Reflections During Black History Month

by Jennifer Thornton, Instructor at Create & Learn

Jennifer is an educator, a techie and travel enthusiast. When she isn’t teaching, playing sports or traveling she teaches Scratch Ninja and Junior Robotics courses at Create & Learn. Jennifer believes “Technology will not replace great teachers but technology in the hands of a great teacher can be transformational.”  

Growing up I always wanted to be a doctor. I never wanted to follow in my father’s footsteps and become an educator. Funny how things work out. After attending medical school for a semester I realized medicine was not for me but that my true passion was teaching and 17 years later I’m still going strong.

My father shared many stories growing up about his teaching career. For the first ten years of his career, he taught at the segregated all black high school in our home town.  Then, he shared stories of teaching at the newly integrated white high school. Reflecting on black history this month, I realized while growing up, black history was all around me.

I attended an Historical Black College and University (HBCU) earning a Bachelor of Science degree in Biology. I followed in the footsteps of my father, mother, and sisters, all graduates of HBCUs. Also, while in college, I pledged a historical African American Greek-lettered sorority, immersed in the history of the strong black women who came before me.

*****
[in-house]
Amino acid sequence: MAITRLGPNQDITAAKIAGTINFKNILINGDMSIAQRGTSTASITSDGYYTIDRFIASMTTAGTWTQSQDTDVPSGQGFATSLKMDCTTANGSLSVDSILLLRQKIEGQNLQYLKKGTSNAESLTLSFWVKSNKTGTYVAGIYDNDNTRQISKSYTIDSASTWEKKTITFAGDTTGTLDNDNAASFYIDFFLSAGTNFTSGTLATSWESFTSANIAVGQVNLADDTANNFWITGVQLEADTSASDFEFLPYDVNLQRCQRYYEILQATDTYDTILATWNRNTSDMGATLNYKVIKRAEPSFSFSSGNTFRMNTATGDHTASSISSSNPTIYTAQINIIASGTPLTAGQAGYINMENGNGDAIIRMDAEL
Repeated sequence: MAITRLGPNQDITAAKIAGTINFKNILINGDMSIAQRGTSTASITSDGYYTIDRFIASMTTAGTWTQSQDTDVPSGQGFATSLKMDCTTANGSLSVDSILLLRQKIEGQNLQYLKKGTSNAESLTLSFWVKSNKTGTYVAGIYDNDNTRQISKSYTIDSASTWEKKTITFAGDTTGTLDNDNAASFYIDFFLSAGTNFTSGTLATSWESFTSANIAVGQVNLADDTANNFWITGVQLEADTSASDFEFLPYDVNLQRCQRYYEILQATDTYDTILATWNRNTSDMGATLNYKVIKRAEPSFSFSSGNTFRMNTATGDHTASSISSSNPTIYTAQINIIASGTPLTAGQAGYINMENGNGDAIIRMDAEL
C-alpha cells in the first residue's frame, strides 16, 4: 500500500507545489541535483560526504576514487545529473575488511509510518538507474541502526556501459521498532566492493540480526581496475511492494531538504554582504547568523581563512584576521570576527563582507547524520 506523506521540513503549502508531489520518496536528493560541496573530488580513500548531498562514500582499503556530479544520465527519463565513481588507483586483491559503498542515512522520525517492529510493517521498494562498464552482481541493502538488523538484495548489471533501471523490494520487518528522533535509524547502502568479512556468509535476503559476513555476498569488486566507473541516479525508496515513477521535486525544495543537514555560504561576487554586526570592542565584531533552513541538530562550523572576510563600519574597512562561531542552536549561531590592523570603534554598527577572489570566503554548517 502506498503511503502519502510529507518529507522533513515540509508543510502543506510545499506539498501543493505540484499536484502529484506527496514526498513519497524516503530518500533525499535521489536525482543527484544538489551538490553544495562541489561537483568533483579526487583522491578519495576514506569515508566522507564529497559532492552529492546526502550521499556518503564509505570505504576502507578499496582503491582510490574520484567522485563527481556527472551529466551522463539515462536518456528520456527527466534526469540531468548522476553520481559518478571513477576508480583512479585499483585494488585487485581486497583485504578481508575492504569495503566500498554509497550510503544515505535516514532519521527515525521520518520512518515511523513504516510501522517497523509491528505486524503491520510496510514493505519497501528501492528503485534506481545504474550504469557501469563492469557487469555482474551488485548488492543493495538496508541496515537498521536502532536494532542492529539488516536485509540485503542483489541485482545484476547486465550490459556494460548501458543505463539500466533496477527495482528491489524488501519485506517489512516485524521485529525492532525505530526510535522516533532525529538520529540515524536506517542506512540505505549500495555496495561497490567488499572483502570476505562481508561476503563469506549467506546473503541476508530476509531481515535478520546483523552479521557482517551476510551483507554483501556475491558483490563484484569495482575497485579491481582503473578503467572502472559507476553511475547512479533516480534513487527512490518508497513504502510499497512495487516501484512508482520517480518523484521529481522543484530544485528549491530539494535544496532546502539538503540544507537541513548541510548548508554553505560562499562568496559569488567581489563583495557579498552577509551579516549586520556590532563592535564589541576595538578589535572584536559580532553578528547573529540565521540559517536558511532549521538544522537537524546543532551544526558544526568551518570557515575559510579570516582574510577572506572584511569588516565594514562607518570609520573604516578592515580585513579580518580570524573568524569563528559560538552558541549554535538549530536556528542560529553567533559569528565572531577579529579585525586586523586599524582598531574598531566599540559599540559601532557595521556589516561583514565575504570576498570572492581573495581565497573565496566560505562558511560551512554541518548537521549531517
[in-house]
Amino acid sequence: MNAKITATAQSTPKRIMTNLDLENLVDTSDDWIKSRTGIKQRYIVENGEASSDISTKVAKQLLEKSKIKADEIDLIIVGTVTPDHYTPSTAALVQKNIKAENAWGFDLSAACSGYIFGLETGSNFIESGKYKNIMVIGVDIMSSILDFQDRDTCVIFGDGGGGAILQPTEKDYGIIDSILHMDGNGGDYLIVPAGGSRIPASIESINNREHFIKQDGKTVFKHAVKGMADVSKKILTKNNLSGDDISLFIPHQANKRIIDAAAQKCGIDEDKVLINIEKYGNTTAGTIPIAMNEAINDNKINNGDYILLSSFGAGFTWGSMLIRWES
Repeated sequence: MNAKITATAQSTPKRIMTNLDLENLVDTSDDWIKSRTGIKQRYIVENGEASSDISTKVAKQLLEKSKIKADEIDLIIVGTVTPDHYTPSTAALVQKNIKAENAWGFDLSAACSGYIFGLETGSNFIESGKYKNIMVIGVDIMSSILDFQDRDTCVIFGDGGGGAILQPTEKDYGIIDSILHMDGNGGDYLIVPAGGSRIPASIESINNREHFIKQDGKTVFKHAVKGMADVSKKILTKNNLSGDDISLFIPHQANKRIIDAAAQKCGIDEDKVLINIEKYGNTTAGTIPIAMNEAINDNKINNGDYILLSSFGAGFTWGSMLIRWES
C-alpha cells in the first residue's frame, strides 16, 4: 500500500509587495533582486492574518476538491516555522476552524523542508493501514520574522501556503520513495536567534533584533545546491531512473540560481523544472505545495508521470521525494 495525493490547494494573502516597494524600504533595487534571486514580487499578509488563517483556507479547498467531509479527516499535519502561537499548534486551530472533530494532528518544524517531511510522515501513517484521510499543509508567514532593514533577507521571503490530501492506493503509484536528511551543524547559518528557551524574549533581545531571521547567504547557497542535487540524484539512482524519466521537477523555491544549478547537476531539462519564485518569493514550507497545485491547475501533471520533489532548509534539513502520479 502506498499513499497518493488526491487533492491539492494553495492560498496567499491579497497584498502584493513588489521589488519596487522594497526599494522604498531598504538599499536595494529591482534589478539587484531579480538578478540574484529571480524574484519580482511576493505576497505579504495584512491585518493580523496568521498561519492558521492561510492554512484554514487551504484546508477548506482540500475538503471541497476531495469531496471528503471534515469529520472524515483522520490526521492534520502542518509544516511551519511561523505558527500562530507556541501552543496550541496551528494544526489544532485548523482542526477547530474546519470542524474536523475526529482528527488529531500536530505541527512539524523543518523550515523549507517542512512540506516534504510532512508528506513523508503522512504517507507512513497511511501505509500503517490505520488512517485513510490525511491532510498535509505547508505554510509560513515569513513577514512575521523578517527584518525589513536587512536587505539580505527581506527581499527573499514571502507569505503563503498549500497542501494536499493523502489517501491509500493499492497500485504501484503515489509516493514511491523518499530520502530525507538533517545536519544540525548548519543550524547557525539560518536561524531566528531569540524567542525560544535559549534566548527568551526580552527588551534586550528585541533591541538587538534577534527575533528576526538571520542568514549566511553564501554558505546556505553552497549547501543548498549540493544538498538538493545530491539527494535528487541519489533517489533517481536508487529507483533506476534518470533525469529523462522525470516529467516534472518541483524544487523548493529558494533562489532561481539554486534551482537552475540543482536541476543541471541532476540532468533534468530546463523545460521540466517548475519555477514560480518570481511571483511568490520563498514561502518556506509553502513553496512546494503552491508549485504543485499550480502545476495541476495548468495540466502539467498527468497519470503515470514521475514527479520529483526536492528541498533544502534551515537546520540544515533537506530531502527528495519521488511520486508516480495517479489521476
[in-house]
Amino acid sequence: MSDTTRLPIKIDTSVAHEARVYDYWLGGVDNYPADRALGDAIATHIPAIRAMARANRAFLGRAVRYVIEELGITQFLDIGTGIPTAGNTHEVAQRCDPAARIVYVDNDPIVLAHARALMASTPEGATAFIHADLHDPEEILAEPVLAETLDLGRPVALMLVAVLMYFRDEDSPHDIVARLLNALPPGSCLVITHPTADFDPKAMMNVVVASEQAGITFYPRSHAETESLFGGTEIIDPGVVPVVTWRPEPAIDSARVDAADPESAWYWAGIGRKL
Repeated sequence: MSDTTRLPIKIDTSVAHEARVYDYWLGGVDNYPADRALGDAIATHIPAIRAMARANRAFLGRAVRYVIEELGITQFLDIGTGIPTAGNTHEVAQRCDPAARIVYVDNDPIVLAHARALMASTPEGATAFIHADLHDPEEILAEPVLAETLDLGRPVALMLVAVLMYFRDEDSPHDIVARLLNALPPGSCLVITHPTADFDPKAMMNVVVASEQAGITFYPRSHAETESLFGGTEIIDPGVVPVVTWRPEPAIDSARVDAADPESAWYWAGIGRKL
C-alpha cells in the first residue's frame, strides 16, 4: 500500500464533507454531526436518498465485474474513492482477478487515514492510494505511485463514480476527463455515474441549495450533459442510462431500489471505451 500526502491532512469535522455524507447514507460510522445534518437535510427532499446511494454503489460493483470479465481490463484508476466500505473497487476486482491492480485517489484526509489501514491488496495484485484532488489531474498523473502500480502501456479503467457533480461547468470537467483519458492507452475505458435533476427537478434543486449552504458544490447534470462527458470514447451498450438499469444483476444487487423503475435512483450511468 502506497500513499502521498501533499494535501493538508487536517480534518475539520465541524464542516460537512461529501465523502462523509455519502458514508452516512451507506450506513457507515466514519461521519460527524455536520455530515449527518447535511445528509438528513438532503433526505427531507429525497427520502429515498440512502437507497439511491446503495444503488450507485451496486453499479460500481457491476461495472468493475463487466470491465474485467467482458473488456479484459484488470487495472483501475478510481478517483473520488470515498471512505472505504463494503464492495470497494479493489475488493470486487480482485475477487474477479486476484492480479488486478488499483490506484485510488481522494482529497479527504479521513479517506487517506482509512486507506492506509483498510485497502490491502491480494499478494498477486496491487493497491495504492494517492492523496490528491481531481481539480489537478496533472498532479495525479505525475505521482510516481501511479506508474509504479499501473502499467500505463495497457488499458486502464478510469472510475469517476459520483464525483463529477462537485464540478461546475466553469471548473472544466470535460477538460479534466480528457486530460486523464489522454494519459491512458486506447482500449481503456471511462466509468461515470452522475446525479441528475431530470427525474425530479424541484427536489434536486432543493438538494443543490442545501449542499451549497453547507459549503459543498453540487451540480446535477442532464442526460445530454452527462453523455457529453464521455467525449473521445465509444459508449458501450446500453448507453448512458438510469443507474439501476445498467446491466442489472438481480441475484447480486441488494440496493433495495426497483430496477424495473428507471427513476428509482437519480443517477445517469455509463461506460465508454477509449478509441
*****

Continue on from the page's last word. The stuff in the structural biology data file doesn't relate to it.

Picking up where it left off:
The engineering building was named after one of the first black astronauts in NASA


Walking around campus everyday was a tour of all the scholars and history that came before me. From the engineering building being named after one of the first black astronauts in NASA, who graduated from the university, to the statue of the Greensboro Four, representing the four freshmen who are known for the sit-in at Woolworth's lunch counter during the civil rights movement. These are just a few of the notable black history achievements and events around the campus.

All of these experiences molded me into the well-rounded individual I am today. They influenced me to become a better educator and mentor for today’s young students.

Technology will not replace great teachers


My entire career has been dedicated to teaching in Title I, low performing schools. It is important to reach out to all minority groups and give them opportunities that ordinarily would not be available. In the past, I was the advisor of a club for young women interested in coding and Science. They needed to see that it is okay and possible to strive for a career in the STEM fields. This is why I lead by this teaching philosophy:

As a teacher I need to truly engage my clients (students) everyday on what I am selling, which is my subject matter. I have to be charismatic, engaging and entertaining but at the same time astute, factual and influential to give my clients (students) a reason to stay interested.

Not only do I have to be all of those things, sometimes I have to be a mother, big sister, mentor or a motivator to my students. Reflecting again on Black History Month, I am truly appreciative of educators such as my father, who paved the way to make it possible for educators like me.

Up next, continue reading our Black History Month blog series, with Follow Your Dream by instructor Jennifer Uboh-Jean.


Create & Learn is on a mission to power up your child’s future with courses in AI, Robotics, Data Science, and more. Designed for children grades 2-9, classes are delivered virtually with live, expert instructors. Lessons are interactive, foster creativity, and make real life connections across industries so your child can explore the latest technologies and have fun!